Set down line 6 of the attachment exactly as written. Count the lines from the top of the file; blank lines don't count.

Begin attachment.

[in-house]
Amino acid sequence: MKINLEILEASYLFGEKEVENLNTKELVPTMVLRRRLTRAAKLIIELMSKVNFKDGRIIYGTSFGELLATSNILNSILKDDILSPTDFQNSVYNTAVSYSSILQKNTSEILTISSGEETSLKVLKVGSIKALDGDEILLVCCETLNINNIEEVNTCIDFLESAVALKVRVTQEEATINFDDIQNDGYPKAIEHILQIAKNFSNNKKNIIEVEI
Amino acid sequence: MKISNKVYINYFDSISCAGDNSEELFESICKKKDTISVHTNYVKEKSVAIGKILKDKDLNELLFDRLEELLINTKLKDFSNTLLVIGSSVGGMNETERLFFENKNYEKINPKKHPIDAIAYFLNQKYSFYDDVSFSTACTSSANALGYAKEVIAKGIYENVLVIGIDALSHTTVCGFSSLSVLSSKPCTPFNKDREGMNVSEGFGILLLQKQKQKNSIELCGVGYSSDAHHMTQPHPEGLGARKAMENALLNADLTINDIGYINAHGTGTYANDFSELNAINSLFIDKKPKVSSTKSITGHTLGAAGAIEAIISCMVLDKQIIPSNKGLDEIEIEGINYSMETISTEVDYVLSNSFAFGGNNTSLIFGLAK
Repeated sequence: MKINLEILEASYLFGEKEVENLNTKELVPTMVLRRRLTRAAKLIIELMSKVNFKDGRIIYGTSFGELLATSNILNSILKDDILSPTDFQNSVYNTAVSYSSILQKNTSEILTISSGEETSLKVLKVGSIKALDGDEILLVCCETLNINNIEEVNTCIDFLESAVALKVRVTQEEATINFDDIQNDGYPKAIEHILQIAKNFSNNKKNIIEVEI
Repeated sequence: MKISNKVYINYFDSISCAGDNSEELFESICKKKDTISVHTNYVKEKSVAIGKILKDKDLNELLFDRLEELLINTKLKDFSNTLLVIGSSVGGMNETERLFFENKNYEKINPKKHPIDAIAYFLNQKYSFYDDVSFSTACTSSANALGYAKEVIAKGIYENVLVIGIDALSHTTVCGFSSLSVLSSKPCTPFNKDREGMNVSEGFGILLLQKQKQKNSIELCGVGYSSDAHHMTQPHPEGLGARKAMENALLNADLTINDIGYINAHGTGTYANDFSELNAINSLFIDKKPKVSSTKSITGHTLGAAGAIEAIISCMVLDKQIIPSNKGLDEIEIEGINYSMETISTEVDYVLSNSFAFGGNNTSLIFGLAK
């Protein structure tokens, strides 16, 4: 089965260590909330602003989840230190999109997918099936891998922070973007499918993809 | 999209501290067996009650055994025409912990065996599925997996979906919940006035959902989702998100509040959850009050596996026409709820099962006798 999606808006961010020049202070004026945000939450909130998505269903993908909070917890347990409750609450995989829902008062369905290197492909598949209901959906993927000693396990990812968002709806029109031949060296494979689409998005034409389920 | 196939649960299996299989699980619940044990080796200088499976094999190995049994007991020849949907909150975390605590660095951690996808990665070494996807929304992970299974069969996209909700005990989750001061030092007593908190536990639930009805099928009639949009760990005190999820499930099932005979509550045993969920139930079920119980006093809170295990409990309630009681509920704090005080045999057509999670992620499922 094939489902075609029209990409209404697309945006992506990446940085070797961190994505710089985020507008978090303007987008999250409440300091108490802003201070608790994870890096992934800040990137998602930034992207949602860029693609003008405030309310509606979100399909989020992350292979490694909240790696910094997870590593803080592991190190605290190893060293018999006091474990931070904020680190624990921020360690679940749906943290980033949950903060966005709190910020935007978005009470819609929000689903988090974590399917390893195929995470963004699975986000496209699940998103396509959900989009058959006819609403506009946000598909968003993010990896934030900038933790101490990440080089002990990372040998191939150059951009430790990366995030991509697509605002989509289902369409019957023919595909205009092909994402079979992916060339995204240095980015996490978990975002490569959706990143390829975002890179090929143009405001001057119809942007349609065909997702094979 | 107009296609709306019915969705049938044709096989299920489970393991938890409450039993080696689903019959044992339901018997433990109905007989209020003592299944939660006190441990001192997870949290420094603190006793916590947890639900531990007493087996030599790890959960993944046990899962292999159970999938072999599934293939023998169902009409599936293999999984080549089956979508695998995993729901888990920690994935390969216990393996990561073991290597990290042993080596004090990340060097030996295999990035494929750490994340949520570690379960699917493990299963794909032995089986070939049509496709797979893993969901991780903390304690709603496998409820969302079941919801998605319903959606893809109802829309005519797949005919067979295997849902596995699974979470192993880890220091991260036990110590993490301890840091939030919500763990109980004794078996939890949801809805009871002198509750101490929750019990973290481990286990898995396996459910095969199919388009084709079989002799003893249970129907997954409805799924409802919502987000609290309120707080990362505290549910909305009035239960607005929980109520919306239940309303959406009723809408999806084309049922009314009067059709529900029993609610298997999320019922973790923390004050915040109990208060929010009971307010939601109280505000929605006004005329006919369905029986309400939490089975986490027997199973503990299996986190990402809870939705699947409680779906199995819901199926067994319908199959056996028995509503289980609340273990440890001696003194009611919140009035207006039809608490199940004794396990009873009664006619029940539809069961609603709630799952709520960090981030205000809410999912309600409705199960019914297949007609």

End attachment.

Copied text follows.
């Protein structure tokens, strides 16, 4: 089965260590909330602003989840230190999109997918099936891998922070973007499918993809 | 999209501290067996009650055994025409912990065996599925997996979906919940006035959902989702998100509040959850009050596996026409709820099962006798 999606808006961010020049202070004026945000939450909130998505269903993908909070917890347990409750609450995989829902008062369905290197492909598949209901959906993927000693396990990812968002709806029109031949060296494979689409998005034409389920 | 196939649960299996299989699980619940044990080796200088499976094999190995049994007991020849949907909150975390605590660095951690996808990665070494996807929304992970299974069969996209909700005990989750001061030092007593908190536990639930009805099928009639949009760990005190999820499930099932005979509550045993969920139930079920119980006093809170295990409990309630009681509920704090005080045999057509999670992620499922 094939489902075609029209990409209404697309945006992506990446940085070797961190994505710089985020507008978090303007987008999250409440300091108490802003201070608790994870890096992934800040990137998602930034992207949602860029693609003008405030309310509606979100399909989020992350292979490694909240790696910094997870590593803080592991190190605290190893060293018999006091474990931070904020680190624990921020360690679940749906943290980033949950903060966005709190910020935007978005009470819609929000689903988090974590399917390893195929995470963004699975986000496209699940998103396509959900989009058959006819609403506009946000598909968003993010990896934030900038933790101490990440080089002990990372040998191939150059951009430790990366995030991509697509605002989509289902369409019957023919595909205009092909994402079979992916060339995204240095980015996490978990975002490569959706990143390829975002890179090929143009405001001057119809942007349609065909997702094979 | 107009296609709306019915969705049938044709096989299920489970393991938890409450039993080696689903019959044992339901018997433990109905007989209020003592299944939660006190441990001192997870949290420094603190006793916590947890639900531990007493087996030599790890959960993944046990899962292999159970999938072999599934293939023998169902009409599936293999999984080549089956979508695998995993729901888990920690994935390969216990393996990561073991290597990290042993080596004090990340060097030996295999990035494929750490994340949520570690379960699917493990299963794909032995089986070939049509496709797979893993969901991780903390304690709603496998409820969302079941919801998605319903959606893809109802829309005519797949005919067979295997849902596995699974979470192993880890220091991260036990110590993490301890840091939030919500763990109980004794078996939890949801809805009871002198509750101490929750019990973290481990286990898995396996459910095969199919388009084709079989002799003893249970129907997954409805799924409802919502987000609290309120707080990362505290549910909305009035239960607005929980109520919306239940309303959406009723809408999806084309049922009314009067059709529900029993609610298997999320019922973790923390004050915040109990208060929010009971307010939601109280505000929605006004005329006919369905029986309400939490089975986490027997199973503990299996986190990402809870939705699947409680779906199995819901199926067994319908199959056996028995509503289980609340273990440890001696003194009611919140009035207006039809608490199940004794396990009873009664006619029940539809069961609603709630799952709520960090981030205000809410999912309600409705199960019914297949007609």